Another reality is this. It is true that the US is producing more natural gas than ever before, (40 per cent from fracking), but it might not produce so much in the future. No-one can prove any of the estimates of shale gas resources. People in industry say the resources are big to build confidence and get more investment. They show the current levels of production as proof. But the areas being fracked now in the US are the most promising ones; there is no guarantee that they can continue to extract as much. Some industry leaders say with confidence that there is 100 years’ of natural gas, but the US Energy Information Administration (which often exaggerates estimates) says it’s more like 24 years. And independent analysts say there is only 10 years’ of natural gas left.
Ben Adler, an expert on climate change, said this about oil production: ‘According to the EIA, in 2012 we produced 11.1 million barrels of oil per day, and we used 18.5 million barrels. So we imported 7.4 million barrels per day, which is 40 per cent of our total consumption. That’s the lowest percentage since 1991, but it looks better than it really is. Fifty-seven per cent of that oil we “produced” last year was not taken from US land; it was just refined here after we imported it. That means the gap between what we take out of the ground and what we use is even greater than the numbers suggest. We can never produce enough energy to be energy independent.’
And what about the future? Fracking will probably not change things for a long time. People have estimated that there is a possible (but not proven) 23 to 34.6 billion barrels of resources in the US. This would only be a couple of years’ of US energy use – if they can get all of it. So Saudi Arabia will probably be a special friend for a long time.
A short-term scenario
It is interesting that Gregory Zuckerman, who wrote “The Frackers”(a recent book about how good the new billionaires in the fracking industry are)said: ‘There is a lot of disagreement about the shale wells. This is important because their production falls very quickly. Some sceptics say we are never going to get energy independence. I agree. I don’t know how long it’s going to last, maybe… five years or 10 years, but for that time it’ll be very good for us.’ This shows how short-term it really is, because Zuckerman is one of the supporters of fracking.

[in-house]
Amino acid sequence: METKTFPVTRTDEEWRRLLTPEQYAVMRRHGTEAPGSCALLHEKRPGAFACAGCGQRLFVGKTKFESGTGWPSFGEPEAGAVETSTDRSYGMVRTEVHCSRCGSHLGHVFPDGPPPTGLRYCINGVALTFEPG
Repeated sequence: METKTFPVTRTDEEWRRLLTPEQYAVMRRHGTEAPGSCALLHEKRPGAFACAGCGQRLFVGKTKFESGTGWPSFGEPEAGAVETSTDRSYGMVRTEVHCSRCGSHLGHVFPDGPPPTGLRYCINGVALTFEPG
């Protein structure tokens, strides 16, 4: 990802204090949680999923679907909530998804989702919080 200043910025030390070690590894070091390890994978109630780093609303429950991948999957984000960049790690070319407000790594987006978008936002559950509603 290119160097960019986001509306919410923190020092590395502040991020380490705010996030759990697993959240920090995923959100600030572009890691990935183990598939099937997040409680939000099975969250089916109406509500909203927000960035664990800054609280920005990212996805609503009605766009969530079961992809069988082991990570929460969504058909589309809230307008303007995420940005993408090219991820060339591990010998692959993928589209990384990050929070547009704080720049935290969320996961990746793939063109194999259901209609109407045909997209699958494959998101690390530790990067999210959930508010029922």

Most people in the mainstream agree that fracking will influence geopolitics. But not many people talk about the bigger changes and disagreements which will come.
While we think only about fossil fuels we are losing the opportunity to develop renewable energy to produce all the energy we need. Our industrial economies rely on the fact that we can get enough fossil fuel cheaply. When this becomes difficult – ie. when extraction begins costing too much energy or fuel prices begin to rise uncontrollably – then the economy will go into a worse crisis than the recent financial crisis. Tim Morgan (of the London money-brokering firm Tullet Prebon) said: ‘The economy, as we have known it for more than two centuries, will become impossible in the next 10 or so years, unless we find a way to reverse the rising energy costs’. It is madness to only hope that fracked fuels will be the solution. We need to work on an alternative energy future too.
It is even greater madness to ignore climate change for a few years just because fracking might give us a few more years of fossil fuel. Already people are criticising the ‘developed’ countries for breaking their promises to cut carbon emissions (and these promises were much too weak to be effective in the first place). When climate change increases, it will destroy the geopolitical landscape.
Dinyar Godrej is a New Internationalist co-editor.
As this article has been simplified, the words, text structure and quotes may have been changed. For the original, please see: http://newint.org/features/2013/12/01/fracking-politics/